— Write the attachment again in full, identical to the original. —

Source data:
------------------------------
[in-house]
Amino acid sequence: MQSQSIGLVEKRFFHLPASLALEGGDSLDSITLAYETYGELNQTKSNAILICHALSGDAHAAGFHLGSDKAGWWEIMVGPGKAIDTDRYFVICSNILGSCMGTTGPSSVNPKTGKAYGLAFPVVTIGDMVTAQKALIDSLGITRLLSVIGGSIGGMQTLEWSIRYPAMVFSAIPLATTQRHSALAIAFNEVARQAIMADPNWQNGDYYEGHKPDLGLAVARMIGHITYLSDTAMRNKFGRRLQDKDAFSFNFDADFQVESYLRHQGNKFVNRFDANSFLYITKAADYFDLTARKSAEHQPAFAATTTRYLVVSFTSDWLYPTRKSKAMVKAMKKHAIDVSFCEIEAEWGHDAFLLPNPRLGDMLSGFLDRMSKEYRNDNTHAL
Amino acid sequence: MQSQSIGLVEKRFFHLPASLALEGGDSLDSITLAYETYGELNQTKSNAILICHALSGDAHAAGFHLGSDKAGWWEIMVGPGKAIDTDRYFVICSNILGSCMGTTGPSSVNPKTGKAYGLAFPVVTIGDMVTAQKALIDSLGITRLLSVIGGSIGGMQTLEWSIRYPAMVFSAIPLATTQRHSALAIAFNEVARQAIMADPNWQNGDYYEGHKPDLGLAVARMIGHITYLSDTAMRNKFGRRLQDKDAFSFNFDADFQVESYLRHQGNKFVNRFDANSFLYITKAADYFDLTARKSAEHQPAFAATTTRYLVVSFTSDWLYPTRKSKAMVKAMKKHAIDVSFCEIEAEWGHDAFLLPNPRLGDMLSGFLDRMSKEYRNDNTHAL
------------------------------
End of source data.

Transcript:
[in-house]
Amino acid sequence: MQSQSIGLVEKRFFHLPASLALEGGDSLDSITLAYETYGELNQTKSNAILICHALSGDAHAAGFHLGSDKAGWWEIMVGPGKAIDTDRYFVICSNILGSCMGTTGPSSVNPKTGKAYGLAFPVVTIGDMVTAQKALIDSLGITRLLSVIGGSIGGMQTLEWSIRYPAMVFSAIPLATTQRHSALAIAFNEVARQAIMADPNWQNGDYYEGHKPDLGLAVARMIGHITYLSDTAMRNKFGRRLQDKDAFSFNFDADFQVESYLRHQGNKFVNRFDANSFLYITKAADYFDLTARKSAEHQPAFAATTTRYLVVSFTSDWLYPTRKSKAMVKAMKKHAIDVSFCEIEAEWGHDAFLLPNPRLGDMLSGFLDRMSKEYRNDNTHAL
Amino acid sequence: MQSQSIGLVEKRFFHLPASLALEGGDSLDSITLAYETYGELNQTKSNAILICHALSGDAHAAGFHLGSDKAGWWEIMVGPGKAIDTDRYFVICSNILGSCMGTTGPSSVNPKTGKAYGLAFPVVTIGDMVTAQKALIDSLGITRLLSVIGGSIGGMQTLEWSIRYPAMVFSAIPLATTQRHSALAIAFNEVARQAIMADPNWQNGDYYEGHKPDLGLAVARMIGHITYLSDTAMRNKFGRRLQDKDAFSFNFDADFQVESYLRHQGNKFVNRFDANSFLYITKAADYFDLTARKSAEHQPAFAATTTRYLVVSFTSDWLYPTRKSKAMVKAMKKHAIDVSFCEIEAEWGHDAFLLPNPRLGDMLSGFLDRMSKEYRNDNTHAL